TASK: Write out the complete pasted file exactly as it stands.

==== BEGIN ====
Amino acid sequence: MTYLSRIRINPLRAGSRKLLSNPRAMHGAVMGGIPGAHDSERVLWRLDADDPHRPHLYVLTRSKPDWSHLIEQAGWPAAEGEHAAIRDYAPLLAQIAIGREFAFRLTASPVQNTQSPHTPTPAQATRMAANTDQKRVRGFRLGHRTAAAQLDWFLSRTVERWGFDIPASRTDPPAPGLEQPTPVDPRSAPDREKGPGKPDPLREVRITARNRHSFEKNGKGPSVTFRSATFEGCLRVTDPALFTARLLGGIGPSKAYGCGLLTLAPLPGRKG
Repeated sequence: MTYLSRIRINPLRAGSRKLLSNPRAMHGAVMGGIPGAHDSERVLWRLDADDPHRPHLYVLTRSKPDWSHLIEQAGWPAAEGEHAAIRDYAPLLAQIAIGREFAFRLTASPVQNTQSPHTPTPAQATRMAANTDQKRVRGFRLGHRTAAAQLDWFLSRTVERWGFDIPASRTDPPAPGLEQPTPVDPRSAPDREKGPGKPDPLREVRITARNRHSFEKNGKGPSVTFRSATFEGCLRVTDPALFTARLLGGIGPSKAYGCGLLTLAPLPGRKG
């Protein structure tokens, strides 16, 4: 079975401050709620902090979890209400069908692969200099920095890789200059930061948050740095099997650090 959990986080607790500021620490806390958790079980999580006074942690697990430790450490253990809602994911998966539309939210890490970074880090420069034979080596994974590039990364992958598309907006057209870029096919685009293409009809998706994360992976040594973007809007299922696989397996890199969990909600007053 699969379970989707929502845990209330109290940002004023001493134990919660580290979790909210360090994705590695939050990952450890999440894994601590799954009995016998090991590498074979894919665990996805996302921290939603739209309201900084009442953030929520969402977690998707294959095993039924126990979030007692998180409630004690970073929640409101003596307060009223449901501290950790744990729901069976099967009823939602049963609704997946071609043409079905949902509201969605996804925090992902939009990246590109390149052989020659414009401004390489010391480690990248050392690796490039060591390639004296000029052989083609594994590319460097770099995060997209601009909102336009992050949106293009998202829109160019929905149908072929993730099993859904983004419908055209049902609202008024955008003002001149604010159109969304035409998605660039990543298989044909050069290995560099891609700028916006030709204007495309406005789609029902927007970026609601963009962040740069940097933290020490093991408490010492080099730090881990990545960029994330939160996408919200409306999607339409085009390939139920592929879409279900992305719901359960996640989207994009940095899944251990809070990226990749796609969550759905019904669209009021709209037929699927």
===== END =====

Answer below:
Amino acid sequence: MTYLSRIRINPLRAGSRKLLSNPRAMHGAVMGGIPGAHDSERVLWRLDADDPHRPHLYVLTRSKPDWSHLIEQAGWPAAEGEHAAIRDYAPLLAQIAIGREFAFRLTASPVQNTQSPHTPTPAQATRMAANTDQKRVRGFRLGHRTAAAQLDWFLSRTVERWGFDIPASRTDPPAPGLEQPTPVDPRSAPDREKGPGKPDPLREVRITARNRHSFEKNGKGPSVTFRSATFEGCLRVTDPALFTARLLGGIGPSKAYGCGLLTLAPLPGRKG
Repeated sequence: MTYLSRIRINPLRAGSRKLLSNPRAMHGAVMGGIPGAHDSERVLWRLDADDPHRPHLYVLTRSKPDWSHLIEQAGWPAAEGEHAAIRDYAPLLAQIAIGREFAFRLTASPVQNTQSPHTPTPAQATRMAANTDQKRVRGFRLGHRTAAAQLDWFLSRTVERWGFDIPASRTDPPAPGLEQPTPVDPRSAPDREKGPGKPDPLREVRITARNRHSFEKNGKGPSVTFRSATFEGCLRVTDPALFTARLLGGIGPSKAYGCGLLTLAPLPGRKG
């Protein structure tokens, strides 16, 4: 079975401050709620902090979890209400069908692969200099920095890789200059930061948050740095099997650090 959990986080607790500021620490806390958790079980999580006074942690697990430790450490253990809602994911998966539309939210890490970074880090420069034979080596994974590039990364992958598309907006057209870029096919685009293409009809998706994360992976040594973007809007299922696989397996890199969990909600007053 699969379970989707929502845990209330109290940002004023001493134990919660580290979790909210360090994705590695939050990952450890999440894994601590799954009995016998090991590498074979894919665990996805996302921290939603739209309201900084009442953030929520969402977690998707294959095993039924126990979030007692998180409630004690970073929640409101003596307060009223449901501290950790744990729901069976099967009823939602049963609704997946071609043409079905949902509201969605996804925090992902939009990246590109390149052989020659414009401004390489010391480690990248050392690796490039060591390639004296000029052989083609594994590319460097770099995060997209601009909102336009992050949106293009998202829109160019929905149908072929993730099993859904983004419908055209049902609202008024955008003002001149604010159109969304035409998605660039990543298989044909050069290995560099891609700028916006030709204007495309406005789609029902927007970026609601963009962040740069940097933290020490093991408490010492080099730090881990990545960029994330939160996408919200409306999607339409085009390939139920592929879409279900992305719901359960996640989207994009940095899944251990809070990226990749796609969550759905019904669209009021709209037929699927």